Books About Asian Americans and Easy Readers

Yasmin the Superhero
Written by Saadia Faruqi & illustrated by Hatem Aly
picture book
Recommend Ages: 5-8

Yasmin gathers a cape and mask and sets out to find a villain to defeat with her “super powers”—however there are no villains hiding on her block, just neighbors who need a little help.

The Tricky Tooth (Katie Woo)
Written by Fran Manushkin & illustrated by Tammy Lyon
chapter book
Recommend Ages: 5-7

Everyone in Katie Woo’s class has lost a tooth, except her! She tries everything she can think of to make her wiggly tooth fall out, but nothing works. Will she ever lose her tricky tooth?

Too Much Rain
Written by Fran Manushkin & illustrated by Tammy Lyon
chapter book
Recommend Ages: 5-7

When heavy rain causes flooding, Katie Woo and her parents spend the night in a shelter.

Honorable Mentions
  1. Red, White, and Blue and Katie Woo! - As Katie, her parents, and friends celebrate Independence Day with a parade, games, a picnic, and fireworks, the few things that go wrong do not interfere with their fun.

  2. Katie's New Shoes - Katie’s toes are feeling very squished in her old shoes. It’s time to shop for some new ones! She’s looking for just the right pair. They must have lots of pizzazz to be perfect for Katie.

  3. Not Exactly the Same! - Ling and Ting are twins. They have the same brown eyes. They have the same pink cheeks. They have the same happy smiles. Ling and Ting are two adorable identical twins, and they stick together, whether they are making dumplings, getting their hair cut, or practicing magic tricks. But looks are deceiving—people can be very different, even if they look exactly the same.

  4. Ling & Ting: Not Exactly the Same! - Ling and Ting are twins. They have the same brown eyes. They have the same pink cheeks. They have the same happy smiles. Ling and Ting are two adorable identical twins, and they stick together, whether they are making dumplings, getting their hair cut, or practicing magic tricks. But looks are deceiving—people can be very different, even if they look exactly the same.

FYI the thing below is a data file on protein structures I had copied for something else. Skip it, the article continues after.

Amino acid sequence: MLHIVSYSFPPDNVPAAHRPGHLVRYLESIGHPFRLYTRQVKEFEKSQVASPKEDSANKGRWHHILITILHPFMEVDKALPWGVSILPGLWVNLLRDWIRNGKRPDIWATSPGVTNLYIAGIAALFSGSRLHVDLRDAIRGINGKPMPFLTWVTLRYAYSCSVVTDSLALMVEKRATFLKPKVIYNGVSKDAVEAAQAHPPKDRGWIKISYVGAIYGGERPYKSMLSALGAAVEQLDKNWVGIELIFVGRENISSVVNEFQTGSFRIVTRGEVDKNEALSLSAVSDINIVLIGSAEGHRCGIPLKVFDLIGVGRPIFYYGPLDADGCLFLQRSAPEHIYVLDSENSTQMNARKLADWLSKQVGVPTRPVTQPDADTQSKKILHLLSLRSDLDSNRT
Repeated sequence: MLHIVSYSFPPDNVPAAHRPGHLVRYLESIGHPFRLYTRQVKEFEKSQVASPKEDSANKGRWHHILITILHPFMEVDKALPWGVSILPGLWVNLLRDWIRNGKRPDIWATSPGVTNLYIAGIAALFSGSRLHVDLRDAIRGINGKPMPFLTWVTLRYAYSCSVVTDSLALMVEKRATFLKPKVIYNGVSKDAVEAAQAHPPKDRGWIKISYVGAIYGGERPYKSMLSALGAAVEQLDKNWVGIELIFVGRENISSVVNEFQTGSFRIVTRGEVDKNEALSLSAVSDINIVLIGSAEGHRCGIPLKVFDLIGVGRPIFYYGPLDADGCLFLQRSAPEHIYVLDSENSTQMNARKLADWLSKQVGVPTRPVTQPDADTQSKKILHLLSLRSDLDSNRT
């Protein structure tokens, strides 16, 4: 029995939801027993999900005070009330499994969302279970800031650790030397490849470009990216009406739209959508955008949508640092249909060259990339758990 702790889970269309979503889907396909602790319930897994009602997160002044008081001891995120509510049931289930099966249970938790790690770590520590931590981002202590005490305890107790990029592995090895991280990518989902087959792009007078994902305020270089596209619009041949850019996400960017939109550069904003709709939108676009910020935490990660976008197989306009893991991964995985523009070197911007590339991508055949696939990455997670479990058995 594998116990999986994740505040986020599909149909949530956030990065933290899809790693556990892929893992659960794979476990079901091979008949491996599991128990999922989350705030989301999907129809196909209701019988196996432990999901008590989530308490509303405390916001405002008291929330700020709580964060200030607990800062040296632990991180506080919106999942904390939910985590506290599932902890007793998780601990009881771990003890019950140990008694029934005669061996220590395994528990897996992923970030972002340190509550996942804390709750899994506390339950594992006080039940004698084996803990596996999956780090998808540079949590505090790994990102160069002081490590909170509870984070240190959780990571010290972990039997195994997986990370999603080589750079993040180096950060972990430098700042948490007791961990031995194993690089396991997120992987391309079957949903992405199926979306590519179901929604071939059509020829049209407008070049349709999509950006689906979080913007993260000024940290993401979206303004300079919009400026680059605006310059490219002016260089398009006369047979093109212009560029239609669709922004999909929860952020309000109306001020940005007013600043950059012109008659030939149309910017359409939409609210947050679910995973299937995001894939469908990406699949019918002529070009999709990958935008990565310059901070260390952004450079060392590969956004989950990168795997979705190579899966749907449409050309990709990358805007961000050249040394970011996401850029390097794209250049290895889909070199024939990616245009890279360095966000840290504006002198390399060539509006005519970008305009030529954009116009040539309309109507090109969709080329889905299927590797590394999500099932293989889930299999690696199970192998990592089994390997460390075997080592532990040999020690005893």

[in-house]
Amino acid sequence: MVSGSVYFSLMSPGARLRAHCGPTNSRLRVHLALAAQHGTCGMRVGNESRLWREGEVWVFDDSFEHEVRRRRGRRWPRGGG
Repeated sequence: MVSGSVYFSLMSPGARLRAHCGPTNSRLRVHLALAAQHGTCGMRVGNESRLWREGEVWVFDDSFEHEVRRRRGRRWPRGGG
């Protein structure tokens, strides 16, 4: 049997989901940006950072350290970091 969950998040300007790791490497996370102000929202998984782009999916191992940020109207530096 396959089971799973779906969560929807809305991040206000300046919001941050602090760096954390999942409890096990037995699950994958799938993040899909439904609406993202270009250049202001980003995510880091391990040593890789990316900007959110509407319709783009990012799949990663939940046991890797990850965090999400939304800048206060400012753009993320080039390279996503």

Books About Asian Americans and School

Jasmine Toguchi, Drummer Girl
chapter book
Recommend Ages: 6-9

It’s talent show time at school, and eight-year-old Jasmine Toguchi is excited to show her stuff. But as she thinks about her strengths—tree-climbing, mochi making, collage—none of them feel quite right to perform on-stage. Jasmine’s friends already have a talent: Tommy yo-yo’s, Daisy dances, and Linnie plays piano. Plus, Maggie Milsap (aka Miss Perfect) is saying she’ll have the best talent.

When Jasmine’s mom introduces her to the taiko, a traditional Japanese drum, Jasmine finally finds an activity that feels just right. But will she be good enough at taiko in time to beat Maggie Milsap?

Join Jasmine as she discovers her talent—and the difference between being the best and trying your best.

Sam Wu Is Not Afraid of Ghosts
Written by Kevin Tsang and Katie Tsang & illustrated by Nathan Reed
chapter book
Recommend Ages: 7-12

Don’t call him scaredy cat! After an unfortunate incident in the Space Museum, Sam goes on a mission to prove that he’s not afraid of ANYTHING—just like the heroes on his favorite show, Space Blasters. And when it looks like his house is haunted, Sam may just get to prove how brave he is. A funny tale of ghost hunting, escaped pet snakes, and cats with attitude!

Katie's Lucky Birthday
Written by Fran Manushkin & illustrated by Tammy Lyon
chapter book
Recommend Ages: 5-7

Katie looks forward to celebrating her birthday at school, and then finds a way to make it even more special when her friend Pedro mentions that he has a summer birthday.

Honorable Mentions
  1. Katie Woo Has the Flu - Katie misses school while she is home with the flu.

  2. Katie and the Class Pet - Katie is so excited when her name is drawn to take the class pet, Binky,home for the weekend. Things start off great, and Katie takes good care of Binky. But when she loses him, she dreads telling her teacher and classmates.

  3. Katie Finds a Job - As Career Day at school approaches, Katie has great ideas for helping her friends present their future professions, but cannot think of a job that she would like to do.

  4. No Valentines for Katie (Katie Woo) - Katie Woo’s class had a special celebration for Valentine’s Day. Katie had lots of fun reading the little candy hearts that her teacher handed out. But when everyone got a special valentine except her, she felt terrible. Could it be that nobody likes Katie Woo?

Books About Asian Americans and Feelings And Emotions

No More Teasing
Written by Fran Manushkin & illustrated by Tammy Lyon
chapter book
Recommend Ages: 5-7

A mean boy always teases Katie Woo. It makes Katie sad and mad. How can she make the bully stop teasing her?

Moving Day
Written by Fran Manushkin & illustrated by Tammy Lyon
chapter book
Recommend Ages: 5-7

Katie Woo’s family is moving to a new house. Katie will miss her old room, and she thinks her new house seems a little weird. Her parents say it will feel like home soon enough, but she’s just not sure.

The Big Lie
Written by Fran Manushkin & illustrated by Tammy Lyon and Fran Manushkin
chapter book
Recommend Ages: 5-7

Jake’s new toy plane is missing. No one knows where it is, except Katie Woo. But Katie wants to keep the plane. What should she do?

Honorable Mentions
  1. Goodbye to Goldie - Katie Woo’s dog, Goldie, was very old. Goldie became sick and died. Katie will miss her friend. She is glad that she has lots of happy memories of Goldie.